Hypochondriac Danny Weems gets drafted into the army and makes life miserable for his fellow GIs. He's also lovesick when it comes to pretty Mary Morgan, unaware that she's in love with his... See full summary »
The story of trench life during World War I through the lives of a French regiment. As men are killed and replaced jaunty Lt. Denet becomes more and more somber. His rival for the affection of nurse Monique is Capt. La Roche.
Mary Rutledge arrives from the east, finds her fiance dead, and goes to work at the roulette wheel of Louis Charnalis' Bella Donna, a rowdy gambling house in San Francisco in the 1850s. She... See full summary »
Edward G. Robinson,
After marrying an American lieutenant with whom he was assigned to work in post-war Germany, a French captain attempts to find a way to accompany her back to the States under the terms of the War Bride Act.
War veteran pilots Dizzy Davis, Texas Clark and Jake Lee are working in an airline in Newark. Dizzy is flirting with the girlfriend of a younger pilot and, due to this, he feigns illness to... See full summary »
Gangster's moll Honey Swanson goes into hiding when her boyfriend is under investigation by the police. Where better to hide than a musical research institute staffed entirely by lonely bachelors? She gets more than she bargained for when the head of the institute Professor Hobart Frisbee starts to fall for her.Written by
Col Needham <firstname.lastname@example.org>
Howard Hawks had no interest in this movie, and only came to work on it because of the $250,000 salary: "Danny Kaye had separated from his wife [Sylvia Fine], and he was a basket case, stopping work to see a psychiatrist every day. He was about as funny as a crutch. I never thought anything in that picture was funny. It was an altogether horrible experience". See more »
At one point, during the last musical session when the two gangsters are holding everyone captive, the wires making the drum jump up and down can be seen. See more »
Howard Hawks remake of his 1941 comedy "Ball of Fire" was a vehicle for Danny Kaye, who was popular at the time. This film is based on a story by Billy Wilder and Thomas Monroe, which had also been the basis of the original film. The movie was shot in Technicolor, something that must have been one of the stipulations of its star, Danny Kaye.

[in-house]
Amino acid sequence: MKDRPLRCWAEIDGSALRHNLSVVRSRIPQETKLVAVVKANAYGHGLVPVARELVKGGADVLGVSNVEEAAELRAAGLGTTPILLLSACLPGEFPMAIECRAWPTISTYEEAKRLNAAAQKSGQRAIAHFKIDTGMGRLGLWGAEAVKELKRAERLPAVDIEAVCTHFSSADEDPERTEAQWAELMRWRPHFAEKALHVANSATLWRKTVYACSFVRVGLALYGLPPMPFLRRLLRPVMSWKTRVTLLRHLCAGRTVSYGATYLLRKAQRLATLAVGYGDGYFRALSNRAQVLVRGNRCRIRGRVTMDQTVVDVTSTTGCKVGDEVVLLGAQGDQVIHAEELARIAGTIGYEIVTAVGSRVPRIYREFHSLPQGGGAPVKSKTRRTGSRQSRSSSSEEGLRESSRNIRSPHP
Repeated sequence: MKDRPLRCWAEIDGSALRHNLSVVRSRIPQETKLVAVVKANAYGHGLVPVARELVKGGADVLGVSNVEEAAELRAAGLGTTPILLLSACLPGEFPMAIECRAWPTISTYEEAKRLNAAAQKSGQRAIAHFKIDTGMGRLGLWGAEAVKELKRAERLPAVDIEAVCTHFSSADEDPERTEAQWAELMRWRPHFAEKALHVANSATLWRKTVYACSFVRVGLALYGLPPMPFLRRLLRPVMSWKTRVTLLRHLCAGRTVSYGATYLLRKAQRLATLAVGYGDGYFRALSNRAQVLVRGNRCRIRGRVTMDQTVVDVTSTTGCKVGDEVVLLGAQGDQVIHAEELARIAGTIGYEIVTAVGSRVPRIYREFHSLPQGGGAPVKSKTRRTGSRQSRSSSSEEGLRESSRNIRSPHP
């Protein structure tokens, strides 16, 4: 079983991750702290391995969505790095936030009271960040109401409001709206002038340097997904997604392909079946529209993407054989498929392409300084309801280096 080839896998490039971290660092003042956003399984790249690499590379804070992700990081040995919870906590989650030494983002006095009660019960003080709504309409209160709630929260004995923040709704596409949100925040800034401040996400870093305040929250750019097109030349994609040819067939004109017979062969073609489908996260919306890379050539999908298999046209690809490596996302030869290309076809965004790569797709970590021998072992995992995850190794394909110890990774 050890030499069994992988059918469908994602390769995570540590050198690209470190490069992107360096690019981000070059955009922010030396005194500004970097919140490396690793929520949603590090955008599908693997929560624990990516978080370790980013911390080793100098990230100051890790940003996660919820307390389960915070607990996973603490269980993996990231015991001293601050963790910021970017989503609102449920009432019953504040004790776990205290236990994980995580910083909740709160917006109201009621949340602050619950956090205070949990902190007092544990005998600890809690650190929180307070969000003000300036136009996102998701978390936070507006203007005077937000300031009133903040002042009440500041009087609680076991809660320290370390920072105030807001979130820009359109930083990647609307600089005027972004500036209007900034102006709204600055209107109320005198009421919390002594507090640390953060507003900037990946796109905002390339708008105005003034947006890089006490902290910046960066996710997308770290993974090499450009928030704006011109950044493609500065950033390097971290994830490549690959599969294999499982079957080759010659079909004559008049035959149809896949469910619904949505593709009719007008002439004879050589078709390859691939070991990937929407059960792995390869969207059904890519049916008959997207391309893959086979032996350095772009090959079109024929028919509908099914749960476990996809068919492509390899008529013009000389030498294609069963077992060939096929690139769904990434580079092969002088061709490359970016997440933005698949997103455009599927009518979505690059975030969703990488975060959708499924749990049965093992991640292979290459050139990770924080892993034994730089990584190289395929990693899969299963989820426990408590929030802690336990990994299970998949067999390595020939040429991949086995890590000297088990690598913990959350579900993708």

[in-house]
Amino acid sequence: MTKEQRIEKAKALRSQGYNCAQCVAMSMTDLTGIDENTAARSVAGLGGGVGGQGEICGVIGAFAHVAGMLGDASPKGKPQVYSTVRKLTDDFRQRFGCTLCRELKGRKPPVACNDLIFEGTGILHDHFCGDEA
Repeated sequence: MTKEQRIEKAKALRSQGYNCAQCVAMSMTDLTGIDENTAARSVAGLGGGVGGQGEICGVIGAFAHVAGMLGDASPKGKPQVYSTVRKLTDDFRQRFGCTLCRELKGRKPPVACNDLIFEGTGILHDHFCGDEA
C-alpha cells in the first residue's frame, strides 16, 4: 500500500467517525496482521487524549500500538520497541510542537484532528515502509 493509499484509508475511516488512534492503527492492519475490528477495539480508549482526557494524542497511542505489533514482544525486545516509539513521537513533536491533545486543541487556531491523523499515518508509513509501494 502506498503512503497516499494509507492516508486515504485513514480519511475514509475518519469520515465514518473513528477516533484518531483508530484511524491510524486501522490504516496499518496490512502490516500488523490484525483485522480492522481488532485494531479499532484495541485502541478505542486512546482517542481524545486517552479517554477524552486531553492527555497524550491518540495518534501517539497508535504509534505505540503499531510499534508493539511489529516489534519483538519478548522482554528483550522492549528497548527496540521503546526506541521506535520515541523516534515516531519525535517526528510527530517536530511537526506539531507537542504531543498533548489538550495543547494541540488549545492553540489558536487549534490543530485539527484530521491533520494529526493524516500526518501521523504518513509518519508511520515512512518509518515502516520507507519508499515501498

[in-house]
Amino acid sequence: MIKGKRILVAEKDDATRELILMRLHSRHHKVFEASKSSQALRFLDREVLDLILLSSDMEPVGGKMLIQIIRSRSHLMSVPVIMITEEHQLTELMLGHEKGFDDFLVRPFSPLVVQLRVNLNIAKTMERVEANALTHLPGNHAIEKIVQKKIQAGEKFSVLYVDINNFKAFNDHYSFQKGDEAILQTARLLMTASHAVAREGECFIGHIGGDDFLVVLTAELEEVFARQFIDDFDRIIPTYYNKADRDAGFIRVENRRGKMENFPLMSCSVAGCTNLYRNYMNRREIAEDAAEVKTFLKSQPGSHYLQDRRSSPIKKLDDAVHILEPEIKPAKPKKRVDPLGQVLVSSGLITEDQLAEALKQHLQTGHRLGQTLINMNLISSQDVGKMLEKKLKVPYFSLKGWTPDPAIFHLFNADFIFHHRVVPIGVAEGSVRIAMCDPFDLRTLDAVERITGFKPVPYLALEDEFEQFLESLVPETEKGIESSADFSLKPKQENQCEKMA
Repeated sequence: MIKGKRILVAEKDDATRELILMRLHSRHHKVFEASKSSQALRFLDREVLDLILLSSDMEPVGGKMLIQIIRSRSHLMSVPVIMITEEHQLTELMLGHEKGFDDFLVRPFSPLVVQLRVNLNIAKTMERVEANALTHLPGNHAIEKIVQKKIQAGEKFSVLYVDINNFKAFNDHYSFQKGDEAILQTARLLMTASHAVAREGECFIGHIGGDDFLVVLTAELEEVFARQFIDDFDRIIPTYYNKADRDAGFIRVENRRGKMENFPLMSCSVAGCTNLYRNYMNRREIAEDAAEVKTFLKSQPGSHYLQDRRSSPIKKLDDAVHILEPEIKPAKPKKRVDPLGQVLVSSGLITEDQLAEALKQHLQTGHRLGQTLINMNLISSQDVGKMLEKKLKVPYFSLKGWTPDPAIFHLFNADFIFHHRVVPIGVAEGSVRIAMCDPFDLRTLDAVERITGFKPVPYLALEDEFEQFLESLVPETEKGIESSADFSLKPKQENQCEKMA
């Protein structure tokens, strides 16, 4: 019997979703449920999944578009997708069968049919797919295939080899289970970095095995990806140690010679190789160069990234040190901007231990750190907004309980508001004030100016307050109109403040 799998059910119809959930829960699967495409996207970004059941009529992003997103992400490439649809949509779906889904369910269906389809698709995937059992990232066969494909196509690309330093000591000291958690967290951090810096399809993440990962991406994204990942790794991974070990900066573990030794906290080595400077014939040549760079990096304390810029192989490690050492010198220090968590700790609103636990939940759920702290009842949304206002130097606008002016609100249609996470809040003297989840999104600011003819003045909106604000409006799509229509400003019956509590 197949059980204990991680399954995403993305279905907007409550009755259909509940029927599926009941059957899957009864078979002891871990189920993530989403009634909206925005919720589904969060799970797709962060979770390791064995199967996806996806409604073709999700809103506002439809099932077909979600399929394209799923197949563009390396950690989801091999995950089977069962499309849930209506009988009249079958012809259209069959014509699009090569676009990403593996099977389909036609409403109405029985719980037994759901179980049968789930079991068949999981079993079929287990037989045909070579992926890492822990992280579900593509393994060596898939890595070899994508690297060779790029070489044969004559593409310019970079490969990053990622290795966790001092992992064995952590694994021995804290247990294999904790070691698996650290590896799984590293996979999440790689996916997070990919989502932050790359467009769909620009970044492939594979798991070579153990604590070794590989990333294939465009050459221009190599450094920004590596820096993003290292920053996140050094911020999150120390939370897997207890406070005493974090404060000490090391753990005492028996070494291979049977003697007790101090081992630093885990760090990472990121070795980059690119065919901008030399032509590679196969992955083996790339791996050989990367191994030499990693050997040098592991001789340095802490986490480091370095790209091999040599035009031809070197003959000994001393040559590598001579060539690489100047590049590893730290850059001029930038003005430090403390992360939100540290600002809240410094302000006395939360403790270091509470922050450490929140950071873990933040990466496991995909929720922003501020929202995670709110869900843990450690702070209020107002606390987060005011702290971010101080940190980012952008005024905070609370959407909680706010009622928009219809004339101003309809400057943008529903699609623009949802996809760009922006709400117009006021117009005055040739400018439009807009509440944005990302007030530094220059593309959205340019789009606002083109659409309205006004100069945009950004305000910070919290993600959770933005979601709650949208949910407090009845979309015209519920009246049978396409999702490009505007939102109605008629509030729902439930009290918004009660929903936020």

By changing the original premise from learning about slang to learning about the new popular rhythms that had come out during the thirties and forties, the creators thought they were updating the basic idea, and they succeed, at times. The best thing in this film is the array of talent we see. Some of the giants in popular music of that time, are seen at their best in musical numbers that are clever and that reminds the viewer how classic compositions could relate to the new expressions.
The central story is just a pretext to present Danny Kaye, who is the nerdy professor Frisbee, and his co-star, Virginia Mayo, a night club singer, Honey Swanson. Professor Frisbee gets in hot water because unknown to him, Honey is involved with a gangster, Tony Crow, who doesn't want to let go of his beautiful girlfriend. Besides the two stars, Steve Cochran puts in an appearance as Tony.
Some of the best known popular musicians of that era are seen doing wonderful music together. Tommy Dorsey, Mel Powell, Buck and Bubbles, Charlie Barnett, Louis Armstrong, Lionel Hampton, and Benny Goodman, who plays one of the professors.
The film, while not as original as its model, is worth watching for the music alone. Music fans are in for a treat thanks to Mr. Hawks.
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